A Brand New Plaza – Empty

Centene Centennial Plaza’s rendering, prior to construction.

Centene Centennial Plaza, across Mark Twain Circle from CHS’s main entrance, was built to commemorate the school’s 100th birthday at the cost of $115,000. It was supposed to be funded by the Clayton PTO; however, when the PTO could not come up with enough funding, it turned to a Clayton company that has lent its name to another CHS icon – Gay Field. Centene quickly filled the gap, donating $63,000 in order to sponsor the new plaza built around the statue.

Surrounding the iconic statue are benches to comfortably seat over a dozen students, certainly enough to relieve the traffic jam that appears daily just 20 feet across the street.

However, the new plaza largely sits unused.

According to junior Graham Nickleson, “I personally have not used the plaza, nor have I seen anyone use it.” Junior Adam Rangwala concurred, adding that he has “never used the plaza.”

Principal Dan Gutchewsky disagreed. “[I have] observed students sitting in the plaza at various times of the day,” he said.  “ [I have also] observed teachers using the area … with their classes during the school day.”

Nickleson said that the plaza is rarely used by teachers. “I believe the only time we actually used it was last year,” he said. “[When] we blew up a watermelon in chemistry.”

In addition to concerns about how much the plaza is used, some take issue with the statue’s large CENTENE logo, which appears on its base.

“We need to be careful anytime we enter into naming rights agreements with corporations,” Gutchewsky said. “Due to the fact that we have a ‘captive audience’ in our student body.”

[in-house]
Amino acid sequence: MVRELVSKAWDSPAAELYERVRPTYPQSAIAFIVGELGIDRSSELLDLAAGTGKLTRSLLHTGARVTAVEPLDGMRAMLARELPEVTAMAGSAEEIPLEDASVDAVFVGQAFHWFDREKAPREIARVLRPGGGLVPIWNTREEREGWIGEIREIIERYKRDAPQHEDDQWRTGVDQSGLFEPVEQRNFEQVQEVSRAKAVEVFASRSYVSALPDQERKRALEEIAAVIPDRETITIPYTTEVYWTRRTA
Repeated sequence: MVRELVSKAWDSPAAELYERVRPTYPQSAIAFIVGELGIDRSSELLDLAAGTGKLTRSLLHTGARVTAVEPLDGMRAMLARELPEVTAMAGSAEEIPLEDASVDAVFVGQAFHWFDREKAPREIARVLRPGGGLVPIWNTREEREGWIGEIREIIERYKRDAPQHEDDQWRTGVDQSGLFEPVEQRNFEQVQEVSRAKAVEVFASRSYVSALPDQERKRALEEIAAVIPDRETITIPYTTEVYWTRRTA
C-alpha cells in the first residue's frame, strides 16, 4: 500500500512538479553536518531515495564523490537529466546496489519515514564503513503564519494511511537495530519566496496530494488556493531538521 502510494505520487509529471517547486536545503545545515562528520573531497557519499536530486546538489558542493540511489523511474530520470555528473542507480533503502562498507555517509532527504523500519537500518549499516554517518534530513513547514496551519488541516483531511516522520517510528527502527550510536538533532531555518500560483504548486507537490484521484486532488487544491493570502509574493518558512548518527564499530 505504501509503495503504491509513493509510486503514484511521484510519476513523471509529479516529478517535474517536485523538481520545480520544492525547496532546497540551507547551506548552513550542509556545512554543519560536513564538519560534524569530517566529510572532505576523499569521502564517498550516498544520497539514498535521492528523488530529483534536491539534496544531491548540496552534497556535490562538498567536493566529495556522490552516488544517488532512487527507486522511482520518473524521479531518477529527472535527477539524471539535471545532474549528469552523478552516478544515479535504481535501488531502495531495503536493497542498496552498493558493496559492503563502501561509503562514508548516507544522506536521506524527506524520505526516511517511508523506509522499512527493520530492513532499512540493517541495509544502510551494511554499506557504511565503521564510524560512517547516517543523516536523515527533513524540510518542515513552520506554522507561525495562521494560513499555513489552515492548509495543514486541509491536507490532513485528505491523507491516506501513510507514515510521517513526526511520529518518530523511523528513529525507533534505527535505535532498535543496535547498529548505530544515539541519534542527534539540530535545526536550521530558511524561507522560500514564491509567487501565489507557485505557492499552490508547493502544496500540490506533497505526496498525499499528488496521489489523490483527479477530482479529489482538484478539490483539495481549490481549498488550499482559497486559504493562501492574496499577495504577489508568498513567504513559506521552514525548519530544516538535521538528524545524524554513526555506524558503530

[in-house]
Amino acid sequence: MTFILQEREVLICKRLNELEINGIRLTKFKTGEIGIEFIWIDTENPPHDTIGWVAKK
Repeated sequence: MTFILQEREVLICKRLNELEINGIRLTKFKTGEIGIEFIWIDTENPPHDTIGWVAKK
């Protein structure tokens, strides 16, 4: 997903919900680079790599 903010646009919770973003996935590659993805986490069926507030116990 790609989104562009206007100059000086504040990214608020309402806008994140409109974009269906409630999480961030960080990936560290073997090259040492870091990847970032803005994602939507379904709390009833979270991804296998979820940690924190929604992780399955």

Rangwala and Nickleson, however, take little issue with the logo. “I honestly hadn’t really noticed” said Rangwala and Nickleson echoed this statement, saying that to him it’s not an important issue.

Despite the possible lack of use by students, aesthetically the new plaza has been an improvement to the school building.

“[It] has dramatically improved the aesthetics of the front entrance and it prominently displays the Globe,” Gutchewsky said. Nickelson somewhat agreed. “Aesthetics are an important part of our school,” he said.

However, Nickelson’s major qualm was that the new plaza and related aesthetic improvements were not the best use of money.

Gutchewsky left that to the Board of Education. “It is important for the Board of Education to carefully consider these [sponsorship] opportunities (and the potential messages that we would be sending) on a case by case basis,” he said.

Whatever the views on the plaza, its cost, and its sponsorship, it is a reality. It is set in concrete – quite literally, and nothing save a backhoe can change that.

On a recent afternoon about ten minutes after the end of the school day, there were several dozen students in front of the building. The plaza however, barely 20 feet away, sat completely empty.